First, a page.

Pokemon Creepy Black

Presumably, a collector of hacked versions of Pokémon found what he assumed was a hacked version of Pokémon Red. Instead of the typical red cartridge, it had a black cartridge with no picture, just a black label. “Black” started up exactly the same as Red did, until the start screen appeared, at which point the trainer Red was featured alone with no Pokémon cycling through, and it read “Black Version” below the title. Everything was as expected once more until just after the player selected a starter Pokémon, at which point a new Pokémon named “GHOST” could also be found in the party. When inspected, it was level one and shared the same sprite as the ghosts encountered in the Pokémon Tower before the player has the Sliph Scope. It also had an attack that didn’t exist until after the first generation, Curse, only this move operated a little different in the most horrifying way. Defending Pokémon couldn’t attack GHOST- the screen read that they were too scared to move. When GHOST used curse on them, the screen would go dark, and the Pokémon’s cry was heard only in a lower pitch. When the screen brightened once more, the defending Pokémon would be gone. If used in battle against a trainer, the Pokéball icon representing the opponent’s Pokémon would disappear. One can’t help but insinuate that the Pokémon had died.

The player could go through the entire game virtually untouchable. After the Elite Four, however, the player’s sprite would become that of an old man in an empty overworld. There are said to be no Pokémon in the player’s party, and no NPCs; just a lone figure walking among tombstones where NPCs once stood, and the Lavender Town tune drifting through the air. That is, until “GHOST” reappears, this time to challenge the player. Suddenly the player would be assaulted with image after image, sprite after sprite, of all of the Pokémon they had used Curse on and all of the trainers who’d lost Pokémon. Finally, the sprite of GHOST would reappear and use Curse on the player, ending the game and resetting the save data.

Poke Ghost

While I enjoy the eerie nature of this alleged hack, what I enjoy even more are the countless other stories it has inspired and variations on the tale itself. Later stories such as “Lost Silver” provide a similarly surreal situation to the second generation Pokémon games, and another I’ve encountered concerns a conscious, self-aware Red trapped forever in his game. For all comparable tales, Creepy Black seems to have been the first creepy cartridge story, the open-ended nature of which lends itself well to sequels, as the original teller claims to have lost the cartridge. The original source through which I heard the story insinuated further that the cartridge wasn’t hacked, but was actually cursed, and that players who held on to the cursed, black cartridge too long would go mysteriously missing, or start to see strange shadows looming ever closer until they finally passed the cartridge on. Perhaps these are all just fun tales to add an unhealthy dose of dark and disturbing to a child-friendly game. On the other hand, some twisted, talented soul may have made this horrifying hack to startle unwitting players. Or maybe, just maybe, the teller of the second tale narrowly missed a curse of their own from an all-too-familiar sinister source. After two decades, who knows?  And what untold stories might still lurk in the shadows about cursed cartridges, murderous melodies, and digital ghosts waiting to capture the thoughts of the reader or listener? Let me know if you’ve heard any Pokemyths or horror stories perhaps I haven’t. Keep checking Goomba Stomp for all things Pokémon, creepy otherwise. Oh, and pleasant dreams!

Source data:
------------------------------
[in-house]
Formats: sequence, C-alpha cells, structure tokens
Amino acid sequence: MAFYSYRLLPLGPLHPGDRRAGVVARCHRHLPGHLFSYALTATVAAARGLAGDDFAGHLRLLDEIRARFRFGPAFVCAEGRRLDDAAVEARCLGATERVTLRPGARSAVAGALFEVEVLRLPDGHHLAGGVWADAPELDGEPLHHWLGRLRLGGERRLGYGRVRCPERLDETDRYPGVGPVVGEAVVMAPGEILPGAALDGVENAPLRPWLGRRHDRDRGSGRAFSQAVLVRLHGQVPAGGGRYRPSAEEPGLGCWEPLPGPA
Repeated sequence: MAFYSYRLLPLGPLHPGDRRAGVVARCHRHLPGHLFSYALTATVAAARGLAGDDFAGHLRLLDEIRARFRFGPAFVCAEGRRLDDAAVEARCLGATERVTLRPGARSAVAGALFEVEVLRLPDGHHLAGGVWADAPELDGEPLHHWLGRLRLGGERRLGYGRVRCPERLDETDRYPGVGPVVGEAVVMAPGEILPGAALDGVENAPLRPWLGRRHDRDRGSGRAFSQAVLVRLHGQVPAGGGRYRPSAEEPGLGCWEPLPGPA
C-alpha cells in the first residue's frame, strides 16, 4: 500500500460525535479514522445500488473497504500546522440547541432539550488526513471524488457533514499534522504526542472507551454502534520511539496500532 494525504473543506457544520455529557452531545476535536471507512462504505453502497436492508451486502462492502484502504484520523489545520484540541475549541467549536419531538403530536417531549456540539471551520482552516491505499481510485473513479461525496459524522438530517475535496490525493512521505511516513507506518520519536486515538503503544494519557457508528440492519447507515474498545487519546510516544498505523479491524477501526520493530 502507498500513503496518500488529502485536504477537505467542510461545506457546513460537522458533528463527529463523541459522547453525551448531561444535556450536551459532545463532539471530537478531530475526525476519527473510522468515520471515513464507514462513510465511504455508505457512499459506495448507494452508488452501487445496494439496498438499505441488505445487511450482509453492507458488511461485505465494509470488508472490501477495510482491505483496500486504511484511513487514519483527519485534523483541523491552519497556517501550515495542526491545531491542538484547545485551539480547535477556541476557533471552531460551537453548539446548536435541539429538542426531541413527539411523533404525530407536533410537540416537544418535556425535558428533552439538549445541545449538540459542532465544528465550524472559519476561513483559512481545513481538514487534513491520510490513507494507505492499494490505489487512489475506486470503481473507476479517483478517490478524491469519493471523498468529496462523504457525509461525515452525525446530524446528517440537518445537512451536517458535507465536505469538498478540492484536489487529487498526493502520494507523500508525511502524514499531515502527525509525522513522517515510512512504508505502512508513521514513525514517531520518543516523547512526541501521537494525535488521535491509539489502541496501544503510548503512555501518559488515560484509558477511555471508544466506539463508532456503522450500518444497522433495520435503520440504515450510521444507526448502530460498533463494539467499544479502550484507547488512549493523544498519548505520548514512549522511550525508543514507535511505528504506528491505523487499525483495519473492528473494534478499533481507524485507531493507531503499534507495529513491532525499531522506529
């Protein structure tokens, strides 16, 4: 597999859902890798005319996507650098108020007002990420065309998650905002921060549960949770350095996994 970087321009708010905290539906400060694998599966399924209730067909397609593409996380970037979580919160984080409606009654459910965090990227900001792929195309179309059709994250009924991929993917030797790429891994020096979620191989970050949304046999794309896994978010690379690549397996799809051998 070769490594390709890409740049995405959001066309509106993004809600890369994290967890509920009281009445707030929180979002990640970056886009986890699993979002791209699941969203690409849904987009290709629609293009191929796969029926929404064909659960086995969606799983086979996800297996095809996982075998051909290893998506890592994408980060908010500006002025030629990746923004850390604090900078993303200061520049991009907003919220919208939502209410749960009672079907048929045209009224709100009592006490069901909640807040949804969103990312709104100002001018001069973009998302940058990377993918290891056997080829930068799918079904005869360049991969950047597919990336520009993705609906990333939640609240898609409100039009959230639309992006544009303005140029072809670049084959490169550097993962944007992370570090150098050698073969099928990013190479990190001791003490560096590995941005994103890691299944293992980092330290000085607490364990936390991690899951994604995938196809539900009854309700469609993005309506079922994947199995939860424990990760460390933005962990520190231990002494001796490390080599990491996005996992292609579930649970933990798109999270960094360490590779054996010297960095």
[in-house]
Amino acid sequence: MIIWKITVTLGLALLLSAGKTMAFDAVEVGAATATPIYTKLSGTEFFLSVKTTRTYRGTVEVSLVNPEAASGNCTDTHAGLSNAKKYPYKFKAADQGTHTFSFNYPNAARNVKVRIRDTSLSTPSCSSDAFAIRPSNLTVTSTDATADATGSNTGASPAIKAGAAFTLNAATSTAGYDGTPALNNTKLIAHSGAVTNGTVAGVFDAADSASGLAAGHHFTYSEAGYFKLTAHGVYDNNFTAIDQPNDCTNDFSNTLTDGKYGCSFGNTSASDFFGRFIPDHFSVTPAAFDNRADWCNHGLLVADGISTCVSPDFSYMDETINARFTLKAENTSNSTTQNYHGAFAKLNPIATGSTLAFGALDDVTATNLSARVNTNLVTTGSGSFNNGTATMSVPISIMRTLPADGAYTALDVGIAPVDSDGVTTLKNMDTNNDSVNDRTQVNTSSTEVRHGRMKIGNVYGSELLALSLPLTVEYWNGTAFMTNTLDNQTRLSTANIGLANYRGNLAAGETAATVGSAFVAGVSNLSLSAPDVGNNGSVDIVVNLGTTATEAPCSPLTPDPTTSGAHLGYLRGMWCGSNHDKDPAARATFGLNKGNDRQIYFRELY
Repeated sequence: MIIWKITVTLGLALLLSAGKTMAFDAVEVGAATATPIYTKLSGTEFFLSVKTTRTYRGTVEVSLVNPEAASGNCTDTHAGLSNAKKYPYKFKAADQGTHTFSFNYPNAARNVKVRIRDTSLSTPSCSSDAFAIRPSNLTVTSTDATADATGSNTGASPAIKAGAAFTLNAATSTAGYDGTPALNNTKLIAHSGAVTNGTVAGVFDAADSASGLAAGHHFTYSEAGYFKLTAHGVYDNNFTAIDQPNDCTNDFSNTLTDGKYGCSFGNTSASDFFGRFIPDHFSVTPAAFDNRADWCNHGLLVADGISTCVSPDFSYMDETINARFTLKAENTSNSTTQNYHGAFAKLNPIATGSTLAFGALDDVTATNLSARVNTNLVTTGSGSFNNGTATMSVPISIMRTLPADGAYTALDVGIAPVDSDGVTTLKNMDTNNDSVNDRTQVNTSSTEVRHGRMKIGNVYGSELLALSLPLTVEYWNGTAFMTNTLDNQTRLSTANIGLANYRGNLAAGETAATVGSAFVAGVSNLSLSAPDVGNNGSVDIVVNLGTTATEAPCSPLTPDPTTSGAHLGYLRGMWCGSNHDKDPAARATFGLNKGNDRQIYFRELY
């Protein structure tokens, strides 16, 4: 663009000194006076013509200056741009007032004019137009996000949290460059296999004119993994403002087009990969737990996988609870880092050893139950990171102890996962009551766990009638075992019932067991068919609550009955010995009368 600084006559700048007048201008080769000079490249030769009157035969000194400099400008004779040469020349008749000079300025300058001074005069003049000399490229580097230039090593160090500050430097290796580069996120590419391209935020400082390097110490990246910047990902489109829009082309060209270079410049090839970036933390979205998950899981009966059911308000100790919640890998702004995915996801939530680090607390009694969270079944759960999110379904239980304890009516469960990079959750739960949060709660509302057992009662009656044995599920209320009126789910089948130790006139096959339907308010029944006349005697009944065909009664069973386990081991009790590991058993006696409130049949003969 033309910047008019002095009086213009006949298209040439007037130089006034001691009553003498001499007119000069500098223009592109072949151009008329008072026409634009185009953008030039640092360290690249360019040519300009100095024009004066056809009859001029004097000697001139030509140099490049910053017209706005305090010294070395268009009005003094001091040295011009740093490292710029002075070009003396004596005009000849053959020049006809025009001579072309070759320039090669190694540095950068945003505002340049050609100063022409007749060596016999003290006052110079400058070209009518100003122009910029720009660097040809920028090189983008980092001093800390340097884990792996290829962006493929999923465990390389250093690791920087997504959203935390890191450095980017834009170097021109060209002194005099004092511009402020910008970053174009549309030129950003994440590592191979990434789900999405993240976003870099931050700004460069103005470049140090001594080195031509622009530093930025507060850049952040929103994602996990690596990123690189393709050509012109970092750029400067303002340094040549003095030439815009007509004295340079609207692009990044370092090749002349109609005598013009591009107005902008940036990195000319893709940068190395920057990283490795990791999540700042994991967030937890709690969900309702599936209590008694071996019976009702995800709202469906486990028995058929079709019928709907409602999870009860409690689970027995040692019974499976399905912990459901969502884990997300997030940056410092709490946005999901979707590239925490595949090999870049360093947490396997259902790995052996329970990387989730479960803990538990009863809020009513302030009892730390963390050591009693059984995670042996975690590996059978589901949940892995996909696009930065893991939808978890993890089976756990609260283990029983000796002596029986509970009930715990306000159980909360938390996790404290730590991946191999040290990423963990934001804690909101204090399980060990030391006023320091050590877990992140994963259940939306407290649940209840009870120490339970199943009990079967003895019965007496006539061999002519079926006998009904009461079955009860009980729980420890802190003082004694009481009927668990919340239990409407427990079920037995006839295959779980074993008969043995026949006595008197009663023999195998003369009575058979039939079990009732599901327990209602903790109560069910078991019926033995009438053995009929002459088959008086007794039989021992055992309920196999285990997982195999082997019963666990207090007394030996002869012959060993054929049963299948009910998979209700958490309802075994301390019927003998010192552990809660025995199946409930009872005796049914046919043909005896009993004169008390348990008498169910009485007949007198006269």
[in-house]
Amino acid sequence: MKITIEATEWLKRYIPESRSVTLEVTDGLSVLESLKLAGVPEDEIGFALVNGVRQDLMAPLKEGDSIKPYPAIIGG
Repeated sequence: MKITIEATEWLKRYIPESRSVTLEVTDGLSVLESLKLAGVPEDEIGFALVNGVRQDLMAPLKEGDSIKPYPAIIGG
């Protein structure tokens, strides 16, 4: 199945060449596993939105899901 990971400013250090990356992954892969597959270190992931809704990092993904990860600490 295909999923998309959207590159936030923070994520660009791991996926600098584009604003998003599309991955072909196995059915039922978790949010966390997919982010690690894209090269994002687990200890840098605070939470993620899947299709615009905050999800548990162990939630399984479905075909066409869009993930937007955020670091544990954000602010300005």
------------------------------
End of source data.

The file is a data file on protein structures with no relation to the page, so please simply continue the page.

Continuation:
Gengar

Tim is not the droids you are looking for. He resides quietly in the Emerald City where he can often be found writing, reading, watching movies, or playing video games. He is the Xbox editor for Goomba Stomp and the site's official Pokémon Master.

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1 Comment

  1. Theo

    February 10, 2016 at 2:33 am

    This is an amazing article. Great job. I have bookmarked your site.

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‘Coffee Talk’ Review: The Best Brew in Town

Coffee Talk is as quaint as your local coffee shop. It’s relatively short, wonderfully sweet, and absolutely committed to the art form of telling a story through a video game screen.

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It’s 9:00pm. The rain just started coming down softly a few minutes ago, and the street outside is reflecting the lights above it. Neon signs shine brightly in the distance, although it’s hard to make out the words. You unlock the doors to the coffee shop and wipe down the counters in order to get them clean for the customers. The rain makes a soft sound as it hits the glass and passerby speed up their walking pace to avoid it. The bells chime as a tall, green orc walks in and sits down at your table in silence. You wonder what their story is…

I wanted to set the tone for this review because of how important atmosphere and audio/visual design is in the world of Coffee Talk. While it’s easy to boil the game down as a visual novel-type experience, it’s honestly so much more than that. A unique cast of characters, incredible user interface, and a mysterious protagonist combine to form the most enjoyable experience I’ve had this year on Switch.

Coffee Talk
Some of the subject matter can be pretty serious in nature…

Coffee Talk is beautiful because of how simple it is. The entire game takes place within a single coffee shop. As the barista, you’re tasked with making drinks for the patrons of the shop as well as making conversations with them. The twist is that earth is populated with creatures like orcs, werewolves, and succubi. The relationship between the various races is handled very well throughout the story, and some interesting parallels are made to the real world.